A two-term veteran is leaving Madison Metropolitan School District’s board of education, and three candidates are vying for her position.
A primary this Tuesday will narrow down the candidates to two.
Maya Cole will no longer serve on the board of education after this term. On Tuesday, Feb. 19, voters will choose who will move on to the general election for seat five in April.
The three candidates are Sarah Manski, TJ Mertz, and Ananda Mirilli.
Manski supports collective bargaining and has led a number of efforts against Governor Walker's policies in the past. She says that she wants to be a strong voice against those pushing from privatization in the schools, and will be an advocate for teachers to be respected and valued.
Manski says that her long-standing relationships with public officials and community leaders, along with her business experience, set her apart from the other candidates.
Mertz said his deep involvement in public education issues has given him the knowledge, experience, and relationships to be successful on the board. He put the budget on the forefront of challenges in the coming term, as well as employee issues and Madison's approach to standardized testing. Mertz is working off of a motto of "prepared, progressive, passionate."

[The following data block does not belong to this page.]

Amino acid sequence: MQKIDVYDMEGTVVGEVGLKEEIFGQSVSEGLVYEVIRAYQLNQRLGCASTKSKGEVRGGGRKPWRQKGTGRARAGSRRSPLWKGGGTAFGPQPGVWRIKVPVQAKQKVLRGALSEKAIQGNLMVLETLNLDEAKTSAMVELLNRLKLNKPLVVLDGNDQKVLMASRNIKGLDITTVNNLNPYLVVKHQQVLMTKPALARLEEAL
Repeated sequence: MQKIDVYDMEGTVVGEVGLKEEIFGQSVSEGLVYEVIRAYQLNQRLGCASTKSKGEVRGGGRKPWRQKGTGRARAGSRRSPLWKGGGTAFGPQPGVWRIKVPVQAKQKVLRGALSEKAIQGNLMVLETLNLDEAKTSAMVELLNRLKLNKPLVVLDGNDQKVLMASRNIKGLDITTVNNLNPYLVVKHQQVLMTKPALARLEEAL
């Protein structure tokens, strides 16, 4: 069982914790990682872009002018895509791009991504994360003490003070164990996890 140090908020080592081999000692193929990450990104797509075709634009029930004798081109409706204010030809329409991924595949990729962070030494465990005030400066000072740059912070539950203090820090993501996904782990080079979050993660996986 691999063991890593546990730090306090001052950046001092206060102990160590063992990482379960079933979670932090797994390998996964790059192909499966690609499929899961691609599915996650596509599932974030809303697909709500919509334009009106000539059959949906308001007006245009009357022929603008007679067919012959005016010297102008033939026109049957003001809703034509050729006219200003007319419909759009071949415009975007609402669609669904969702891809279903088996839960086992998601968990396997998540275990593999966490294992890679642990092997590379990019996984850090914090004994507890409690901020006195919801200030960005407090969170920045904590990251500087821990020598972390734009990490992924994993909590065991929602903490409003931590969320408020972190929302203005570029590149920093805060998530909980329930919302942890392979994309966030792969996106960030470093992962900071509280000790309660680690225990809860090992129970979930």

Mirilli said she’s focusing on the achievement gap and addressing discrepancies in academic accomplishment, behavioral referral, and other issues. She said the community needs someone with experience in the schools, something she said she has over her opponents.
Mirilli also emphasized that she does not support privatization of schools, and feels that her campaign is the only one not motivated by political gain.
Kaleem Caire, the president and CEO of the Urban League of Greater Madison hasn't seen a contested primary for the board of education for quite a few years. He said this board election is the most important one in decades, and feels like there is a definite need for change.
Caire said if the people who know the classroom best don't get out to the polls, nothing will improve in the Madison school system.
"If they don't, then we will get what it is that we get, and I am very concerned about this election, that it could keep us stuck where we are rather than grow and improve for the future," Caire said.
Caire said his non-profit will not endorse a candidate, but that he does sees a clear choice in the race.
On the other hand, Madison Teachers Incorporated will endorse a candidate once the primary results are in. President John Matthews said the candidates have very similar platforms at this point, but he expects that to change once the first election narrows the ballot down to two people.
Matthews also sees opportunity for significant change on the board. With three positions up to a vote in April and a new superintendent, Matthews said voters need to get to the polls to make sure that change does happen.
"They have the opportunity here to elect a board of education that will function far different than it has in many many years," Matthews said.
Go here for more information on polling places.